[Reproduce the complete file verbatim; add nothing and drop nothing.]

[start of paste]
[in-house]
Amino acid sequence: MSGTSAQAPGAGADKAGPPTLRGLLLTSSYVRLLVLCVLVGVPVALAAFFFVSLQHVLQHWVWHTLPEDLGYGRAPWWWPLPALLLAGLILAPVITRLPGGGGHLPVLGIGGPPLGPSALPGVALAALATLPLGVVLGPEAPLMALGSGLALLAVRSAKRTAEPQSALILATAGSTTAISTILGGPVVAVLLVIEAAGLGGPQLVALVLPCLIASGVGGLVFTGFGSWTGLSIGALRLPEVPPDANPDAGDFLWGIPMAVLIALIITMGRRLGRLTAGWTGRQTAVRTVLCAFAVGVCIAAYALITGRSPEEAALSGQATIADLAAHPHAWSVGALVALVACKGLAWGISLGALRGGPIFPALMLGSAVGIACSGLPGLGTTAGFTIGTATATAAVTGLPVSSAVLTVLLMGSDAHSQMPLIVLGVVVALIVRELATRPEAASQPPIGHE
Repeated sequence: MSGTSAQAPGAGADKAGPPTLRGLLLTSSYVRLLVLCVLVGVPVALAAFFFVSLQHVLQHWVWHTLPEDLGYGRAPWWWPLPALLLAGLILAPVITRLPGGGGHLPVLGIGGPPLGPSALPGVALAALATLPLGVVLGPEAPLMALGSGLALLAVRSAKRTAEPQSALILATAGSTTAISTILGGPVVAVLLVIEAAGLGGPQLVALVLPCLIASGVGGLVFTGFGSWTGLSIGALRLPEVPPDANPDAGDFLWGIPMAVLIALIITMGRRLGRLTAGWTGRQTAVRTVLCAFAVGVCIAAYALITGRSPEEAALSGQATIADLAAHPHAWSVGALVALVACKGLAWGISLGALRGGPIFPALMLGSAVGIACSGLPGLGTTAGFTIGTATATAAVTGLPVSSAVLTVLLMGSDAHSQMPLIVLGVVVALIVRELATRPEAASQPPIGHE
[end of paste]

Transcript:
[in-house]
Amino acid sequence: MSGTSAQAPGAGADKAGPPTLRGLLLTSSYVRLLVLCVLVGVPVALAAFFFVSLQHVLQHWVWHTLPEDLGYGRAPWWWPLPALLLAGLILAPVITRLPGGGGHLPVLGIGGPPLGPSALPGVALAALATLPLGVVLGPEAPLMALGSGLALLAVRSAKRTAEPQSALILATAGSTTAISTILGGPVVAVLLVIEAAGLGGPQLVALVLPCLIASGVGGLVFTGFGSWTGLSIGALRLPEVPPDANPDAGDFLWGIPMAVLIALIITMGRRLGRLTAGWTGRQTAVRTVLCAFAVGVCIAAYALITGRSPEEAALSGQATIADLAAHPHAWSVGALVALVACKGLAWGISLGALRGGPIFPALMLGSAVGIACSGLPGLGTTAGFTIGTATATAAVTGLPVSSAVLTVLLMGSDAHSQMPLIVLGVVVALIVRELATRPEAASQPPIGHE
Repeated sequence: MSGTSAQAPGAGADKAGPPTLRGLLLTSSYVRLLVLCVLVGVPVALAAFFFVSLQHVLQHWVWHTLPEDLGYGRAPWWWPLPALLLAGLILAPVITRLPGGGGHLPVLGIGGPPLGPSALPGVALAALATLPLGVVLGPEAPLMALGSGLALLAVRSAKRTAEPQSALILATAGSTTAISTILGGPVVAVLLVIEAAGLGGPQLVALVLPCLIASGVGGLVFTGFGSWTGLSIGALRLPEVPPDANPDAGDFLWGIPMAVLIALIITMGRRLGRLTAGWTGRQTAVRTVLCAFAVGVCIAAYALITGRSPEEAALSGQATIADLAAHPHAWSVGALVALVACKGLAWGISLGALRGGPIFPALMLGSAVGIACSGLPGLGTTAGFTIGTATATAAVTGLPVSSAVLTVLLMGSDAHSQMPLIVLGVVVALIVRELATRPEAASQPPIGHE